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  • Writer's pictureGunnar Garfors

No, Flying Doesn’t Have the Worst Carbon Footprint

War, what is it good for?

Given my extensive travelling it may not surprise you that I am often accused of having the world’s biggest climate footprint. It is presumably caused by the misinformation that flying is the worst thing a person can do towards the climate. And the accusation isn’t even quantified. “Flying is the worst,” I am often told. Full stop.

Some people are less bombastic, but still claim that reducing flights is the most effective thing a person can do.

Well, it can be. But as with anything else, it depends on the extent we are talking about. One flight doesn’t cause much damage, although one long-distance flight will obviously cause more pollution than a short-haul one. I got so much abuse over my flying that I eventually looked into figures. A lot of figures. The aim was to get a perspective. And to understand the full picture, or at least as full of a picture as possible.

What does that mean? Well, the airline industry isn’t actually very bad – on its own. Even if every airline in the world was grounded immediately, that wouldn’t contribute much to ending the global climate crisis we are currently in the midst of. Let me run a few examples. Buying and driving a electrical Tesla or Jaguar (with a huge battery) or a small sized petrol or diesel powered car for a year (average milage) pollutes as much as 27 average flights. And will continue to do so throughout its life span (which is, on average, 16 years). While feeding factory made pet food to an average dog (22 kilos) for a year equals 20 average flights.

Worse yet, is building an average house from concrete and/or bricks (with the steel that is needed for it). That will set your climate budget back by 450 average flights. And let me not even get into the yearly climate footprint of having a kid, per parent (alright then, it translates into over 500 average flights).

It might in other words make more sense to ditch the dog or to crash the car if your goal is to reduce emissions substantially, compared to avoiding a few flights here and there.

Do also keep in mind that not all flights are average. It goes without saying that flying from New York to Singapore in a big plane pollutes much much more than flying from Oslo to Førde (look it up) in a propeller plane, but most of us board a number of different flights a year, so to use an average isn’t all that far-fetched (although if you only fly long-distance, you should up that number quite a bit).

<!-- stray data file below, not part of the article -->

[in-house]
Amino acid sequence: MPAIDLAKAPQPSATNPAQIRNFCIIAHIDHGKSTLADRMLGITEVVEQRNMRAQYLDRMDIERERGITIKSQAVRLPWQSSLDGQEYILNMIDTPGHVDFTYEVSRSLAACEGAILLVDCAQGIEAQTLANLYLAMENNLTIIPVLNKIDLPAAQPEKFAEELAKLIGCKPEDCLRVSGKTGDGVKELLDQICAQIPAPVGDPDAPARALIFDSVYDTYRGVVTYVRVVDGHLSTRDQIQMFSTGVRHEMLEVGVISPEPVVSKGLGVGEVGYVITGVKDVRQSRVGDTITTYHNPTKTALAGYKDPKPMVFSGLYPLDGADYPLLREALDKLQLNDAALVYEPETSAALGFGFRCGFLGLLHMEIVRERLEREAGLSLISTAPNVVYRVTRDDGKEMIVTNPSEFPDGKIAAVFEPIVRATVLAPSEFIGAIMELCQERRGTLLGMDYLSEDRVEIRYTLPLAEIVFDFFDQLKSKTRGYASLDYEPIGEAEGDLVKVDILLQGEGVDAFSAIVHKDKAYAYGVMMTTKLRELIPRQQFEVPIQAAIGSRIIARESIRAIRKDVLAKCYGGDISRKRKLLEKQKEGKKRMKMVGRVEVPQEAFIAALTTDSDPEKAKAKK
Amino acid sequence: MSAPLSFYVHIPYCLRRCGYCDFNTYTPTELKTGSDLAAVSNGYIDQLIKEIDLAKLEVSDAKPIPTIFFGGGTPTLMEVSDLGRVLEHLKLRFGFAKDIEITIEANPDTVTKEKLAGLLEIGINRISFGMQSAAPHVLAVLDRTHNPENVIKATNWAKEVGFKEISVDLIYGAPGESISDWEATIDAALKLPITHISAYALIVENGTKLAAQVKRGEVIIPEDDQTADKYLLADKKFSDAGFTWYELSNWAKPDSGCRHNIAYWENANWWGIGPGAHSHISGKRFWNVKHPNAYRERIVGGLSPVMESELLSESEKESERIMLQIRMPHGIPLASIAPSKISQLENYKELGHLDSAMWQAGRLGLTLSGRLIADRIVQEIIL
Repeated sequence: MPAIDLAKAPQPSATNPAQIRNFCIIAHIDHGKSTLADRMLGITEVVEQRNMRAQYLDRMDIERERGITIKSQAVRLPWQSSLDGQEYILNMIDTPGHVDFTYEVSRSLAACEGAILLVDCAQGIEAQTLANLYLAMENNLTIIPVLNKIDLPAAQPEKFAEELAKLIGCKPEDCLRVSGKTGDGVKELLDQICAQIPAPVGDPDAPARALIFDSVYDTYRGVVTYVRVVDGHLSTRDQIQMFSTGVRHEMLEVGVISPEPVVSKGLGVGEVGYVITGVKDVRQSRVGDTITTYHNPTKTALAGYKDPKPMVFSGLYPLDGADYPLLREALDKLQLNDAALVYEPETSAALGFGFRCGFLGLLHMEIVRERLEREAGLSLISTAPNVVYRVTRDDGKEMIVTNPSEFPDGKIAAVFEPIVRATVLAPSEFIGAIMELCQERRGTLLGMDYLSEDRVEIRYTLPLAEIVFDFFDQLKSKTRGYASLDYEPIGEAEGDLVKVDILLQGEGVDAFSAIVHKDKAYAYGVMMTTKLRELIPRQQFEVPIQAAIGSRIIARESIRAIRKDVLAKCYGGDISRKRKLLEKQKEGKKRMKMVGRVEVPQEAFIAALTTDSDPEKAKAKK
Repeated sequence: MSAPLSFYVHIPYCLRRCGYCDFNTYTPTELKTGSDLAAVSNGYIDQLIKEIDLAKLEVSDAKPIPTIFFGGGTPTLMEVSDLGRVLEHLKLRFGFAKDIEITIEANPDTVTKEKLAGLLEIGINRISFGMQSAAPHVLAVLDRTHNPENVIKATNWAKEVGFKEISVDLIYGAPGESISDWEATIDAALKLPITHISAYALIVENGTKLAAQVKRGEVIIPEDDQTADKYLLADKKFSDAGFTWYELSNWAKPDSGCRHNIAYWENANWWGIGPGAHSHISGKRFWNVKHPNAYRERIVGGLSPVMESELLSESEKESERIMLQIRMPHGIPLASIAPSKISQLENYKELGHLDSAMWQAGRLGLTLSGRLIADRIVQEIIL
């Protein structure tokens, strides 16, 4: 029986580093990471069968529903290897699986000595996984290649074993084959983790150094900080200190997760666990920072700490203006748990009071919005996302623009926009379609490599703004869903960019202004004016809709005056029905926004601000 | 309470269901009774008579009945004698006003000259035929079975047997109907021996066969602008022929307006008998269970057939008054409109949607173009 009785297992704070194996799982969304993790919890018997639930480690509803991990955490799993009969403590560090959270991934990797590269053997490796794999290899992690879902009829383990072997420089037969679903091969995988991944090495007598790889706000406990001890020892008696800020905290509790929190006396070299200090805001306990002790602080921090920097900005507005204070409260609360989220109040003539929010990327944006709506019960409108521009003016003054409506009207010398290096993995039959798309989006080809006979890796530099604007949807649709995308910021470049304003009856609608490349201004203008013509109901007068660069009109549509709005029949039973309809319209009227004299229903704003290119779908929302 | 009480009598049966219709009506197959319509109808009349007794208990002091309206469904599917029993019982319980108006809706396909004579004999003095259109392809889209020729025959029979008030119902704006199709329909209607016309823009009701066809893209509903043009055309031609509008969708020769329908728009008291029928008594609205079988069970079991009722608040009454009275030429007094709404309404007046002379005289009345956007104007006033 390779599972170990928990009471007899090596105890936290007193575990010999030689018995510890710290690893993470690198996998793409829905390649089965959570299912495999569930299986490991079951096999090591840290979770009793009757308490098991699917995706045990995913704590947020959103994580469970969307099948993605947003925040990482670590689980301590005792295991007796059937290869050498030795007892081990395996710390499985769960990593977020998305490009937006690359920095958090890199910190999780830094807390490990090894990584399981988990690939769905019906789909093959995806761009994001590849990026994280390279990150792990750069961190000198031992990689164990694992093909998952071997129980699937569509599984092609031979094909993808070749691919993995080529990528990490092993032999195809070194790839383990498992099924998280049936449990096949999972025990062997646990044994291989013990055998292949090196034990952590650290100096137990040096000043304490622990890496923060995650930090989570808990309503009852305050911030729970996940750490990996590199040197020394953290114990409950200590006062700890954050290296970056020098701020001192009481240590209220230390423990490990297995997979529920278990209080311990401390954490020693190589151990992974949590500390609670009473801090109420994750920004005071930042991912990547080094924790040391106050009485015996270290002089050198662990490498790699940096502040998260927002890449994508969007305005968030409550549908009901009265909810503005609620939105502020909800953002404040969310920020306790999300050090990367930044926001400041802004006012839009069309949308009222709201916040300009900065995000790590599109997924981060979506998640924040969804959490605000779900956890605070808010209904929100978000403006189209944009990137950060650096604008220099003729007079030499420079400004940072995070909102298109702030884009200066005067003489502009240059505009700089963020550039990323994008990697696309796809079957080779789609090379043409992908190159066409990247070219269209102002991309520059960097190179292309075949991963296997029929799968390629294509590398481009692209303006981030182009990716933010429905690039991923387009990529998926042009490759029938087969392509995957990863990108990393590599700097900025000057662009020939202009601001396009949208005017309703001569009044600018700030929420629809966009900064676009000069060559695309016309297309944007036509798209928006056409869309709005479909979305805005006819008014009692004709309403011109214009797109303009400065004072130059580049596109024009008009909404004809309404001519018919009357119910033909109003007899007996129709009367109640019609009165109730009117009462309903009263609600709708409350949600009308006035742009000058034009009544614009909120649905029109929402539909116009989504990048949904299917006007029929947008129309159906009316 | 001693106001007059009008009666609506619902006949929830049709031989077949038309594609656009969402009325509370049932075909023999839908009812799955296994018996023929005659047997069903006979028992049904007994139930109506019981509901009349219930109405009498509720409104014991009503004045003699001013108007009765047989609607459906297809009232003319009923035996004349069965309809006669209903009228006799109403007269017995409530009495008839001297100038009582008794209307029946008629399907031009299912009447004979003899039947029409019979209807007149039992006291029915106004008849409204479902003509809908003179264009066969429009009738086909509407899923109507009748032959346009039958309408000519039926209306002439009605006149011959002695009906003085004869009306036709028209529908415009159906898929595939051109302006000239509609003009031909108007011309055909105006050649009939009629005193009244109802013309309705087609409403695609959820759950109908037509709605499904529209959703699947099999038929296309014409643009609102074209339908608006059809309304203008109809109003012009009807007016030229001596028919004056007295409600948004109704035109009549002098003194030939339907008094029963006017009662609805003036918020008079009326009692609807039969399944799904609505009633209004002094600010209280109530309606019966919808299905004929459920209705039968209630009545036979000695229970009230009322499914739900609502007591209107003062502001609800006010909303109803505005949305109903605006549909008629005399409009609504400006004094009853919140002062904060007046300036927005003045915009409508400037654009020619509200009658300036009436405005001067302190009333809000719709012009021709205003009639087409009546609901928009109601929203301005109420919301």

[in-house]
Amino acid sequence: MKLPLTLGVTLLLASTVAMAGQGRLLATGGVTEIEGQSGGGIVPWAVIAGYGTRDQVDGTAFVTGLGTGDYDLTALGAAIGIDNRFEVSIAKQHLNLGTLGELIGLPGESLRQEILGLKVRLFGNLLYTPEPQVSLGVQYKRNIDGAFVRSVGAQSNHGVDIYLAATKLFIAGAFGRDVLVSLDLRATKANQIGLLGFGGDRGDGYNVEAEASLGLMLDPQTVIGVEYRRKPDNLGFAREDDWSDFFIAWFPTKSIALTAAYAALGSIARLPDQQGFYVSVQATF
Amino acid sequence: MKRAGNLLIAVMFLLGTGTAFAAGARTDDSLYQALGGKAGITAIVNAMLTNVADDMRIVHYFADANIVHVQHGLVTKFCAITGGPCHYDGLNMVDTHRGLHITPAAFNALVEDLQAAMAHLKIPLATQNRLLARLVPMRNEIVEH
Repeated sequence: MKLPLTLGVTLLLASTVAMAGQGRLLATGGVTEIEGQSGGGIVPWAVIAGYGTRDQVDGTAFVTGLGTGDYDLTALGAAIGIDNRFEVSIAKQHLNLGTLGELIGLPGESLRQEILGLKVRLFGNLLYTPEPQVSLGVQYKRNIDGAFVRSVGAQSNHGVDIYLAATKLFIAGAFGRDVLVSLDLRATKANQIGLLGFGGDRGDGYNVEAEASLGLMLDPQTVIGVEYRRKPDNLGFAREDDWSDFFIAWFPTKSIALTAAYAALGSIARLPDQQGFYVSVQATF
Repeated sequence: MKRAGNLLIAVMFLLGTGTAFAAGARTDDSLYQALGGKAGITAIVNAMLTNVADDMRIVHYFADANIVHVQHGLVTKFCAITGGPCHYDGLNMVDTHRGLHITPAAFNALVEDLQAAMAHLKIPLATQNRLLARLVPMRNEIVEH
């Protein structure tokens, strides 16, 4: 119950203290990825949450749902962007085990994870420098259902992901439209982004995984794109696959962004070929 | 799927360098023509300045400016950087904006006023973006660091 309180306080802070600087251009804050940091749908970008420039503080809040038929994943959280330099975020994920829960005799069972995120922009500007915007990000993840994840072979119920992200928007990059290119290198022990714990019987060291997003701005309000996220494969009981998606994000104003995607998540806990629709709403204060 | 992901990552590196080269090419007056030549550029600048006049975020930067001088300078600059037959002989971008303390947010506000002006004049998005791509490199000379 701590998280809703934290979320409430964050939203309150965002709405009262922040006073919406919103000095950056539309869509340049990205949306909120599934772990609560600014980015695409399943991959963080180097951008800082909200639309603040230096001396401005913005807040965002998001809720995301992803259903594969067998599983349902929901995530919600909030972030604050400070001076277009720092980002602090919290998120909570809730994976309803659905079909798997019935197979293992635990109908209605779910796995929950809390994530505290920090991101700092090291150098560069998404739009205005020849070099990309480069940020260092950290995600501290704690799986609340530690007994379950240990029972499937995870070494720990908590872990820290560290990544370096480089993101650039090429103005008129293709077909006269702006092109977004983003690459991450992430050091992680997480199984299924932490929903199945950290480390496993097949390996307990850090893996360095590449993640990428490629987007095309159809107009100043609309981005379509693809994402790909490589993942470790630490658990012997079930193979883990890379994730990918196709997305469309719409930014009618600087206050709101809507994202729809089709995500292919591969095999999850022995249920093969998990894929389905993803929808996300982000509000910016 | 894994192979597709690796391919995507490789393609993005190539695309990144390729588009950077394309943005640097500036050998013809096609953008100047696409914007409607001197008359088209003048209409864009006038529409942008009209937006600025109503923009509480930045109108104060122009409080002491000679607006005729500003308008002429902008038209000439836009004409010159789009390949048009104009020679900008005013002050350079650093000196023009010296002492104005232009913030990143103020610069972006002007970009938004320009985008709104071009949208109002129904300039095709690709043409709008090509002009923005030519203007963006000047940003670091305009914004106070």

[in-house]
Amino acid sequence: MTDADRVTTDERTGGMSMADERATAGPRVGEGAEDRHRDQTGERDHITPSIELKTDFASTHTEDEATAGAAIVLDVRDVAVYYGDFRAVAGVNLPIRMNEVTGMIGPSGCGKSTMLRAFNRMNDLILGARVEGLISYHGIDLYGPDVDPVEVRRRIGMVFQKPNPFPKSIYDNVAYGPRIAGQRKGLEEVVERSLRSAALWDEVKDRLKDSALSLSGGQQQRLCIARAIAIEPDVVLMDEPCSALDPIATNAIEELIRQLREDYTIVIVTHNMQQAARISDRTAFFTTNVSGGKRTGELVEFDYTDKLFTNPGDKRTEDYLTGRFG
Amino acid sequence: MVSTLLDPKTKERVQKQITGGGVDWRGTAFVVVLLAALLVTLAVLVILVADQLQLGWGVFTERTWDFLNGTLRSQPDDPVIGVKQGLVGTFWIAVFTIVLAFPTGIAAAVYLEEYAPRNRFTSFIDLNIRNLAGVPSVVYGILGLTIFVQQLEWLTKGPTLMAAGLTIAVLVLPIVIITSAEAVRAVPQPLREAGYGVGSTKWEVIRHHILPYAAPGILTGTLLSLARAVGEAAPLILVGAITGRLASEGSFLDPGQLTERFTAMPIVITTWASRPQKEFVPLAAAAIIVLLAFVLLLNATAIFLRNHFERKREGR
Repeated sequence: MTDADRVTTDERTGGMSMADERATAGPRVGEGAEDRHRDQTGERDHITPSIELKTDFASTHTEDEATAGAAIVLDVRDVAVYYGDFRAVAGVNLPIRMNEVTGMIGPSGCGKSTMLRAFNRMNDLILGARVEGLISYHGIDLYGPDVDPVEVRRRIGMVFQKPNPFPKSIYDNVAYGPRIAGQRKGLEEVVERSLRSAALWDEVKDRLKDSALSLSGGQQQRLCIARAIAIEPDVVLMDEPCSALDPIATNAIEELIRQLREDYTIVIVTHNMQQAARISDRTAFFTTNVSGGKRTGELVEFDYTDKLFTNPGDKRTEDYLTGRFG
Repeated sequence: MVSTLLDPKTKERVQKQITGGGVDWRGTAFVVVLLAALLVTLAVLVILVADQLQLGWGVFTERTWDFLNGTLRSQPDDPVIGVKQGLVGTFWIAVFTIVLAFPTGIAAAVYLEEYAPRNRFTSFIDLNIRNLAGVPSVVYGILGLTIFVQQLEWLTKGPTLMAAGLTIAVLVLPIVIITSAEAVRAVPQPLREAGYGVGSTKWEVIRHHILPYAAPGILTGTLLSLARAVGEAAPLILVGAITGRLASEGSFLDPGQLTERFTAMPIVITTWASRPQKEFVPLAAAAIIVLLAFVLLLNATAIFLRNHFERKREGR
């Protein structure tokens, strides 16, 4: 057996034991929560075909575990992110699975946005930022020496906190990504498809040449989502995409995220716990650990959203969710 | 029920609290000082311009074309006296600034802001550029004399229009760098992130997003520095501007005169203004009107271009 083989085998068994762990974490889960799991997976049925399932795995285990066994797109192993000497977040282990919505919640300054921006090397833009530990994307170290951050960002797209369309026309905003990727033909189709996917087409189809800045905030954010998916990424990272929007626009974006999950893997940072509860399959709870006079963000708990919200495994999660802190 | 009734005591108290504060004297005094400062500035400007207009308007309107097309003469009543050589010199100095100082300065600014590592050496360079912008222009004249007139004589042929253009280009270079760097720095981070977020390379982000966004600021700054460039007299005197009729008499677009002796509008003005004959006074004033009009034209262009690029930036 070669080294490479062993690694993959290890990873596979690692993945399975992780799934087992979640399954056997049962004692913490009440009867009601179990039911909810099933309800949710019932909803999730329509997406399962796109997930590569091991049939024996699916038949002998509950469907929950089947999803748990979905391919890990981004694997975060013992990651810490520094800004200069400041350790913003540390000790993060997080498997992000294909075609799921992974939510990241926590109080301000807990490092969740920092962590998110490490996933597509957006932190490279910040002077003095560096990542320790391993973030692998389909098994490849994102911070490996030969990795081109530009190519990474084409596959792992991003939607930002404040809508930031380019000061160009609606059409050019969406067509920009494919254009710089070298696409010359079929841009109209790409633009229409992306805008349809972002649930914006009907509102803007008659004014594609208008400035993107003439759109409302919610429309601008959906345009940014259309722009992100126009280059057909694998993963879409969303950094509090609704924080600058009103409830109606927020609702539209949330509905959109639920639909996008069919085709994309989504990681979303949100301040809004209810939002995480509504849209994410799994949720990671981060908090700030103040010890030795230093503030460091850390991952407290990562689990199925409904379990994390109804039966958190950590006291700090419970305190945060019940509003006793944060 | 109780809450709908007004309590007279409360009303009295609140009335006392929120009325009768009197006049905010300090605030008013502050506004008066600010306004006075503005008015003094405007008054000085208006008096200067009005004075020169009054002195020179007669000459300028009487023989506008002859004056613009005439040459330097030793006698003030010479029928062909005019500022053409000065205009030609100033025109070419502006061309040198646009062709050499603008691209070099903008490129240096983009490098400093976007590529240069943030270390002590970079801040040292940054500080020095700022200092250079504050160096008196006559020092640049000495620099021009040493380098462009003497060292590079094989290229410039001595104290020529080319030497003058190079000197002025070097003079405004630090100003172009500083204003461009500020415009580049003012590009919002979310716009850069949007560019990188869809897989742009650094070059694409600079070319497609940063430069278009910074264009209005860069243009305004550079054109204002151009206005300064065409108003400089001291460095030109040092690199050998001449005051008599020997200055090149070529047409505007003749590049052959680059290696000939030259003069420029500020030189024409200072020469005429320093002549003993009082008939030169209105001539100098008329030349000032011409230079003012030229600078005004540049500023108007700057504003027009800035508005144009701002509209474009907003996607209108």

Most of us in the western world can cut down on our flying, and probably should. But flying a few times less than planned won’t do the trick. The challenge is regardless that we need to cut down on emissions for all industries, including flying. That means fewer cars, fewer kilometers in them, buying less clothing and building houses from wood rather than from concrete and steel.

Let us compare numbers.

A pair of jeans = 33 kilos CO2.

One average flight per passenger = 110 kilos CO2.

Tumbler dryer usage per person per year = 200 kilos CO2.

Going from a vegetarian diet to a “normal” one per year = 800 kilos CO2.

A cruise ship holiday per passenger = 820 kilos CO2.

Pet food to an average dog per year = 2,200 kilos CO2.

Large electrical car or small petrol/diesel powered car per year = 3,000 kilos CO2.

Large petrol/diesel powered car per year = 6,000 kilos CO2.

Building a brick/concrete house = 50,000 kilos CO2.

Having a kid, per parent per year = 58,600 kilos CO2.

Military actions = surrounded by secrecy (but very high)

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